Debt Settlement Services
If you're up to your ears in credit card debt and are desperately looking for a way out, you've probably heard claims from debt settlement services like, "We can help you be debt-free in 12-36 months!" or "Eliminate all your credit card debt for pennies on the dollar!" If you think those claims sound too good to be true, the fact is, most of them are -- or, at least, they don't apply as a general rule for all consumers. However, debt settlement has become a legitimate, legal way for many consumers to reduce debt without declaring bankruptcy.
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Under a debt settlement program, aka debt negotiation or debt mediation, companies may agree to "settle" or forgive your debt for a significantly lesser amount than what you owe. Unlike companies that offer a debt consolidation loan or a debt management plan to repay the full amount of debt, companies that offer debt settlement services typically advise their clients to stop paying their bills and instead, save up cash that is then used to extend a one-time, lump-sum settlement to creditors.
If you are considering debt settlement, it's a good idea to be aware of some of the potential outcomes and risks. First, consider the cost and time involved. Many debt settlement services charge 14% to 18% of the total value of the debt you want settled, while others charge a percentage of the debt savings-usually 25%--once you settle. Some debt settlement services used to charge initial fees before they even begin to settle your debt. Another important consideration is the actual services a debt settlement company offers.
Ideally, they will help you negotiate your debts, and help you deal with collection agencies. But, be aware that some creditors, once they know that you are working with a debt settlement company, may escalate their efforts of sending you to a collection agency or even sue you. Also, debt settlement may be damaging to your credit, so keep this in mind when you are considering this approach.
Beginning October 27, 2010, the federal government has made it more difficult for unscrupulous debt settlement companies to charge you upfront fees and make unsubstantiated claims that they can easily erase your debt. Since 2007, the Better Business Bureau (BBB) has received thousands of complaints about debt negotiation companies that have driven people deeper into debt. In response to these complaints, the Federal Trade Commission (FTC) now requires debt-relief companies to make specific disclosures to potential clients-such as how long it will take to settle their debts, how much the service will cost, and the potential negative consequences that could result from getting debt relief services.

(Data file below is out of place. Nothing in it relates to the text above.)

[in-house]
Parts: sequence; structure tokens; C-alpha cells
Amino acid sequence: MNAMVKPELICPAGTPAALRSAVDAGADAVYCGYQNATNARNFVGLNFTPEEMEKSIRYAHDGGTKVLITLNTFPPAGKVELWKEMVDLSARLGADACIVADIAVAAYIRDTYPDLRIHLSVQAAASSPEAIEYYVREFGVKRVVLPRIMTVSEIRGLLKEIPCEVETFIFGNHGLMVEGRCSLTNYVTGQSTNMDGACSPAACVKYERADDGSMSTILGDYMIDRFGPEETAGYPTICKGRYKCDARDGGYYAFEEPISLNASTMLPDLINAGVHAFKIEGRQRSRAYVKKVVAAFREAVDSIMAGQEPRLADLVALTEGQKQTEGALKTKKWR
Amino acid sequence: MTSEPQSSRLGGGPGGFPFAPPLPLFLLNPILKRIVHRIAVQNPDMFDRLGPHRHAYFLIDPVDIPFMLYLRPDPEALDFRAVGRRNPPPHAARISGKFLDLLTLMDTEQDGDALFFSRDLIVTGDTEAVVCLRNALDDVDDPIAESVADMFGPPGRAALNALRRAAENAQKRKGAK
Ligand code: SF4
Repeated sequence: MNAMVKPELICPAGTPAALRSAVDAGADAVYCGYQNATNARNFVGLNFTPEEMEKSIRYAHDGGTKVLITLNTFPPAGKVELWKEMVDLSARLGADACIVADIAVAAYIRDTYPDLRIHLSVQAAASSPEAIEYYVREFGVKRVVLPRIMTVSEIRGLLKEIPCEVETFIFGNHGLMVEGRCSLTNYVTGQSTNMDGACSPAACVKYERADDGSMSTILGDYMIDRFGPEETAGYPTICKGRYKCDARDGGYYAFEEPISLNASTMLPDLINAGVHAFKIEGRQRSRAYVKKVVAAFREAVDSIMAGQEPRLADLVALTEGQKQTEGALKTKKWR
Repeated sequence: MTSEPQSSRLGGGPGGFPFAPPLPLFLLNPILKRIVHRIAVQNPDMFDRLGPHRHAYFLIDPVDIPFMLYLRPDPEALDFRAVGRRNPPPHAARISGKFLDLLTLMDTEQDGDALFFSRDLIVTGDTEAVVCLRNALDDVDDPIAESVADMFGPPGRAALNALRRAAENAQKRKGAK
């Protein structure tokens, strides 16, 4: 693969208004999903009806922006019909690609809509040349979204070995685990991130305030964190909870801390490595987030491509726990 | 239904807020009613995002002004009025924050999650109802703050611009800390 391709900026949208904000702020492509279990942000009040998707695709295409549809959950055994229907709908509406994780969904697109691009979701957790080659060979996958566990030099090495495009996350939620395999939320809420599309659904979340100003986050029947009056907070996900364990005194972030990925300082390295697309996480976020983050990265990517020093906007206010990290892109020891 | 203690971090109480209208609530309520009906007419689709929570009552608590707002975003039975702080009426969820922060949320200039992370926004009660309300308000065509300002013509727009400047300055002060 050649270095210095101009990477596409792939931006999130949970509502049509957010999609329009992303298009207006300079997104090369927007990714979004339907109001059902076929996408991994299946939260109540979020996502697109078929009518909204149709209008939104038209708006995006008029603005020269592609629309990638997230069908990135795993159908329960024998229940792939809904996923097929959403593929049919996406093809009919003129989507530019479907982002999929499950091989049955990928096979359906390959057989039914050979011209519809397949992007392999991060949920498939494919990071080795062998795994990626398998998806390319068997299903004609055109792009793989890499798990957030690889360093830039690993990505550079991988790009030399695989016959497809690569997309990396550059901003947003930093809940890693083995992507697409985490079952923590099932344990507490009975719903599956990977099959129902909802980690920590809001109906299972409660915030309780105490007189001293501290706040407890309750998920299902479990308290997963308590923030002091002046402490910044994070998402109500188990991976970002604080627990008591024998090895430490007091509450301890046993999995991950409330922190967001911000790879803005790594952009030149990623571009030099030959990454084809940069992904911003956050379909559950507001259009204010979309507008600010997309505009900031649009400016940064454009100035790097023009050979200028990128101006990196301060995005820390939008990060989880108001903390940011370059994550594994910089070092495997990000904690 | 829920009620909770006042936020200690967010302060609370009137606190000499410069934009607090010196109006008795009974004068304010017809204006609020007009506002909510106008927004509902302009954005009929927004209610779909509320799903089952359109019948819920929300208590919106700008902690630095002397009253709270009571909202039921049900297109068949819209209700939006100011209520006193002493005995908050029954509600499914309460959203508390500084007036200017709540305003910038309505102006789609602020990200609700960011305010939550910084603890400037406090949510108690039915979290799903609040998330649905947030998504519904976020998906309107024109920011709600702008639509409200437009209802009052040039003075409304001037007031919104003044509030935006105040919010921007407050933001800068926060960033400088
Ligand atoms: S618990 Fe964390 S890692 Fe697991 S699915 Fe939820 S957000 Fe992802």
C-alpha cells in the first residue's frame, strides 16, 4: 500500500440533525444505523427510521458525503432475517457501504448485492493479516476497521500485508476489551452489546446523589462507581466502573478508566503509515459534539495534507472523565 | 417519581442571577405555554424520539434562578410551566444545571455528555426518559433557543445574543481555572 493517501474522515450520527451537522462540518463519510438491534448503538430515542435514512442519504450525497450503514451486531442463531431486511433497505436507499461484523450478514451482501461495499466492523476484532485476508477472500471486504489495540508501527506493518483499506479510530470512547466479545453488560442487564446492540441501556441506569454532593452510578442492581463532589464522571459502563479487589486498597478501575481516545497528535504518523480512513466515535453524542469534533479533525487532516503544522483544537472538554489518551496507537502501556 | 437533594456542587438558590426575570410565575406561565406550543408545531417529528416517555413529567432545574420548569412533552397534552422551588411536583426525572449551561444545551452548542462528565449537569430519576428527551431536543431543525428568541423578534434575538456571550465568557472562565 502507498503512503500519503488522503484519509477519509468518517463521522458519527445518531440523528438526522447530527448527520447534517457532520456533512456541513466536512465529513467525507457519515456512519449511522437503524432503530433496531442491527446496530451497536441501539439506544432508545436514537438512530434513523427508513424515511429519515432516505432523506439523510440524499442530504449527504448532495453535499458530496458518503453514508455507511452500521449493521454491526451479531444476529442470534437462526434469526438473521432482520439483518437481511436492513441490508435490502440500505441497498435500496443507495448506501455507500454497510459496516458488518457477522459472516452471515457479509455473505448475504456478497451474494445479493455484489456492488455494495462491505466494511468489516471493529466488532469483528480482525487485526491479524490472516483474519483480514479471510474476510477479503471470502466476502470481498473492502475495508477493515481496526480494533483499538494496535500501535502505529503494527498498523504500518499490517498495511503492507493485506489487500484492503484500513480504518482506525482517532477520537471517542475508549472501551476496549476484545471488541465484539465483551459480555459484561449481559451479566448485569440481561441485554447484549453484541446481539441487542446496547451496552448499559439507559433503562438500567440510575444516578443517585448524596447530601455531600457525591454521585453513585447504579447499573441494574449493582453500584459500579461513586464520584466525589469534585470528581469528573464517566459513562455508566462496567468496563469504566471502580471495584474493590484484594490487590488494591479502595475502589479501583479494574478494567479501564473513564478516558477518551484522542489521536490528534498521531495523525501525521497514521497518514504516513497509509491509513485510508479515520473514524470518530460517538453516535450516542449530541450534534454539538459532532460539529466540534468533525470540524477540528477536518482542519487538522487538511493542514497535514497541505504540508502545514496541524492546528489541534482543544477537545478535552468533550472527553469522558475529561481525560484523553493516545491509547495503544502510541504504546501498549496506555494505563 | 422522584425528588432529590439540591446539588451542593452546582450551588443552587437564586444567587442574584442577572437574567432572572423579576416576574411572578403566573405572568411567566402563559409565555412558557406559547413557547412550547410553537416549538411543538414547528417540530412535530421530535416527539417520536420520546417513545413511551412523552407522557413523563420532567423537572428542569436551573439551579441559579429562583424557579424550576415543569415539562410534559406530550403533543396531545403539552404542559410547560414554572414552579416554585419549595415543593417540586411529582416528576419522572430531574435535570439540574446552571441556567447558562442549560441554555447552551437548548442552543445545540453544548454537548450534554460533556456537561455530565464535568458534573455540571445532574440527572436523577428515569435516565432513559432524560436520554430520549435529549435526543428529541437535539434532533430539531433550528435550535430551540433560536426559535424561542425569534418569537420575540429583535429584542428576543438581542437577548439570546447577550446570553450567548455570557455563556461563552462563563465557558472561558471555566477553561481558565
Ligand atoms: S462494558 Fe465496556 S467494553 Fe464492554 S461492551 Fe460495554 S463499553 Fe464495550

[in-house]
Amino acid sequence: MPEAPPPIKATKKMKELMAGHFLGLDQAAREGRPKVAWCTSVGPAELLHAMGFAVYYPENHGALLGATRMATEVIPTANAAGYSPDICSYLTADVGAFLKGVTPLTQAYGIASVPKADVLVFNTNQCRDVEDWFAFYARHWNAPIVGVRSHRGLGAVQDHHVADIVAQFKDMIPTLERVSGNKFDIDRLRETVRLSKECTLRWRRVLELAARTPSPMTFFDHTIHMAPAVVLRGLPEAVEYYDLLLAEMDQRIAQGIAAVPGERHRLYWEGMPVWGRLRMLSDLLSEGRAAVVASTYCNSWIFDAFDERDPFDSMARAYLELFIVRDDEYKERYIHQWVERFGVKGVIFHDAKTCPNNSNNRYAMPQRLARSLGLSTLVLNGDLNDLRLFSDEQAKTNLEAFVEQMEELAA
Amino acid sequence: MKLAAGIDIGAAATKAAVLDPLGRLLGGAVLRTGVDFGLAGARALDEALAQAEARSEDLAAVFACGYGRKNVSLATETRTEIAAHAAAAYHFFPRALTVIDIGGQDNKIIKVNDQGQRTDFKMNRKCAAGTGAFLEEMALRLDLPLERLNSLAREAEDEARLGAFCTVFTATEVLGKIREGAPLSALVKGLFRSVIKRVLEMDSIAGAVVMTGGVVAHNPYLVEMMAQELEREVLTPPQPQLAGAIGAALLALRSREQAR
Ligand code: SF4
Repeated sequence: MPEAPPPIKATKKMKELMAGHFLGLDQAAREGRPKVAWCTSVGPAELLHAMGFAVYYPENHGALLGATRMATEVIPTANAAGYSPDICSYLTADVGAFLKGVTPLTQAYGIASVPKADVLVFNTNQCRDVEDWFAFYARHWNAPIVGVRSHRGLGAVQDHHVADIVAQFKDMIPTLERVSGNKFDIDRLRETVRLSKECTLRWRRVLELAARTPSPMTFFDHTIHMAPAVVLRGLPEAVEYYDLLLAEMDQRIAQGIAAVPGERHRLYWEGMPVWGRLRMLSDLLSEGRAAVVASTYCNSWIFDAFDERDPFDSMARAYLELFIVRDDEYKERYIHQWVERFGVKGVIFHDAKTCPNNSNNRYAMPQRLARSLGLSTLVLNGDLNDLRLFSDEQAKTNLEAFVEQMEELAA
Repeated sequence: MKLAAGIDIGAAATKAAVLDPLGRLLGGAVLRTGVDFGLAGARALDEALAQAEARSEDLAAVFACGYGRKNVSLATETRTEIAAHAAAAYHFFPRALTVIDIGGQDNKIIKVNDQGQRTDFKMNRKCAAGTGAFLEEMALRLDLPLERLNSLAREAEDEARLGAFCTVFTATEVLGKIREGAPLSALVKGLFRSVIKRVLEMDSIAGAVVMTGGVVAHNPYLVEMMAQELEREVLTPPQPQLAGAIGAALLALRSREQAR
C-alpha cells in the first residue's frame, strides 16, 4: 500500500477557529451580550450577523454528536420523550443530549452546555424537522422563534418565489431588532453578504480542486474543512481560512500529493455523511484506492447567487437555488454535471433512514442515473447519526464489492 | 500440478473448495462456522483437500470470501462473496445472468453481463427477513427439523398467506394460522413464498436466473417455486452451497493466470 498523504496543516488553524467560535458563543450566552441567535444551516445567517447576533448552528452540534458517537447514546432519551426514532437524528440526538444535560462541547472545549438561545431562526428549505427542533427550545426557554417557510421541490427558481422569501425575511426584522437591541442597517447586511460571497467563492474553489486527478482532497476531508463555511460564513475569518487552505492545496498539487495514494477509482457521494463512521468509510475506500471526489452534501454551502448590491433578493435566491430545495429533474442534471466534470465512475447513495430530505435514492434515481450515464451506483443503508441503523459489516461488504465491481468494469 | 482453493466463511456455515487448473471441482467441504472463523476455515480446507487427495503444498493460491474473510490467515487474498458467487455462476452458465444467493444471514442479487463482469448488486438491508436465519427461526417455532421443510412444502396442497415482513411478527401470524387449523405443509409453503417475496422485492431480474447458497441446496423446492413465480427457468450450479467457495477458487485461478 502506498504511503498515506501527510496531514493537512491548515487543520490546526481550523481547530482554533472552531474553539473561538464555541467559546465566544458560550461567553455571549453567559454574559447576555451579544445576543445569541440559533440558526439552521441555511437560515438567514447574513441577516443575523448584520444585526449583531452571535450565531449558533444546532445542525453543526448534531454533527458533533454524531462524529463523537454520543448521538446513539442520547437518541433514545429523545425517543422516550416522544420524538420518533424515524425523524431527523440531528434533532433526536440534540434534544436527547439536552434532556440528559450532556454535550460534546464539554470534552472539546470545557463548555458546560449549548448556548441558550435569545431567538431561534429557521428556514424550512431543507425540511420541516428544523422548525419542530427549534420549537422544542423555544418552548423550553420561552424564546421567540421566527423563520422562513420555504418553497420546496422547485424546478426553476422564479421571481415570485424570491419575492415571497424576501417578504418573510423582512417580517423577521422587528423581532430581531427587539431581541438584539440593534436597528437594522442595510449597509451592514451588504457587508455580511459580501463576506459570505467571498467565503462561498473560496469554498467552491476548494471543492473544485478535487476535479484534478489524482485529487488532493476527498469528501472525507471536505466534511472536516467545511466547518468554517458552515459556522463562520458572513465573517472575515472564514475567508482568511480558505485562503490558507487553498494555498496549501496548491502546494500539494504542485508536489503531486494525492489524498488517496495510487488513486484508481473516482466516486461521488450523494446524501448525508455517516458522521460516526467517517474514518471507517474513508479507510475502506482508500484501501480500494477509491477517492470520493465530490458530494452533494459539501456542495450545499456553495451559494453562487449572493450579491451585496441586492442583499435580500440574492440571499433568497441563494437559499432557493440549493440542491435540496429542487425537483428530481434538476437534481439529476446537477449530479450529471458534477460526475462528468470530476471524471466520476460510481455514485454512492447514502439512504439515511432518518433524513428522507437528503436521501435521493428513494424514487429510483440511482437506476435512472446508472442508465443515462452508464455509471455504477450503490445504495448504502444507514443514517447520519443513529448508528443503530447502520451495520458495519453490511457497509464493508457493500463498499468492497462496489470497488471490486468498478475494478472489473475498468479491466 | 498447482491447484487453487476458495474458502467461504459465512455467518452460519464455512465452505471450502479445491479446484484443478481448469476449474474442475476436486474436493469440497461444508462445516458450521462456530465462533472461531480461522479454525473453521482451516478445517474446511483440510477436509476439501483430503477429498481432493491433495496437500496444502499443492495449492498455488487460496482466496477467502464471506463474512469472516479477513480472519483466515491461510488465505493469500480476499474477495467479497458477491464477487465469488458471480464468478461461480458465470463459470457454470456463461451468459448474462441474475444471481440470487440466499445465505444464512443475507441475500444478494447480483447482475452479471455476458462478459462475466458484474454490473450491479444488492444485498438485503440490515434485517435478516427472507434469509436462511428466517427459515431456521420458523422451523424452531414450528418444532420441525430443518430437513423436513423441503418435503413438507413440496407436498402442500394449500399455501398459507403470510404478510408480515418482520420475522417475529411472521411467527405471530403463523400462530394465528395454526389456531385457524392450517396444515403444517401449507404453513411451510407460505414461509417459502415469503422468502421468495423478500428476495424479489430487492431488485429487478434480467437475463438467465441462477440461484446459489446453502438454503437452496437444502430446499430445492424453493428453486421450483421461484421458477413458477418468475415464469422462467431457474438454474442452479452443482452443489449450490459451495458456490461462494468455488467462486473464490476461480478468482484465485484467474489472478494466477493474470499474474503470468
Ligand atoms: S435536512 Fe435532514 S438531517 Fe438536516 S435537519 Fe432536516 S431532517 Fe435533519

This means that it will be illegal for debt reduction or settlement services to charge upfront fees, and that companies that sell their services over the telephone won't be able to get paid until they successfully reduce or settle a customer's unsecured debt. Lawyers who provide face-to-face legal debt relief consultation and negotiations for consumers are exempt from the new law.
An Alternative: Debt Management
While debt settlement is one approach that may be effective for some consumers, it may not work for others. For some people, enlisting the help of credit counseling agencies and companies that offer debt management services may be another option. Under a debt management program (DMP), your unsecured debts will typically be consolidated into one monthly payment that will be made to a credit counseling agency-who, acting on your behalf, will then distribute your monthly payment to various creditors based on the plan they have worked out with your creditors.
With debt management, you are paying back all of your debts-just at a lower interest rate and ideally, at an amount you can afford each month. Another possible solution is a debt consolidation loan. Companies that offer debt consolidation services will typically take multiple high interest rate debts and combine them into a single, lower interest rate loan. No matter which option you take, it is important to know that you have a variety of debt relief options -- from taking personal steps of debt relief such as paying down balances and avoiding new debt to enlisting the services of debt management or debt settlement services.
You Have Choices
If you do go the route of professional debt relief services, choose your company wisely, make sure it has a positive BBB rating, and clearly understand how much debt relief can potentially save you, as well as how long it is likely to take before you realize those savings. Also, understand all the credit, legal, and tax implications that may exist with any debt relief program.
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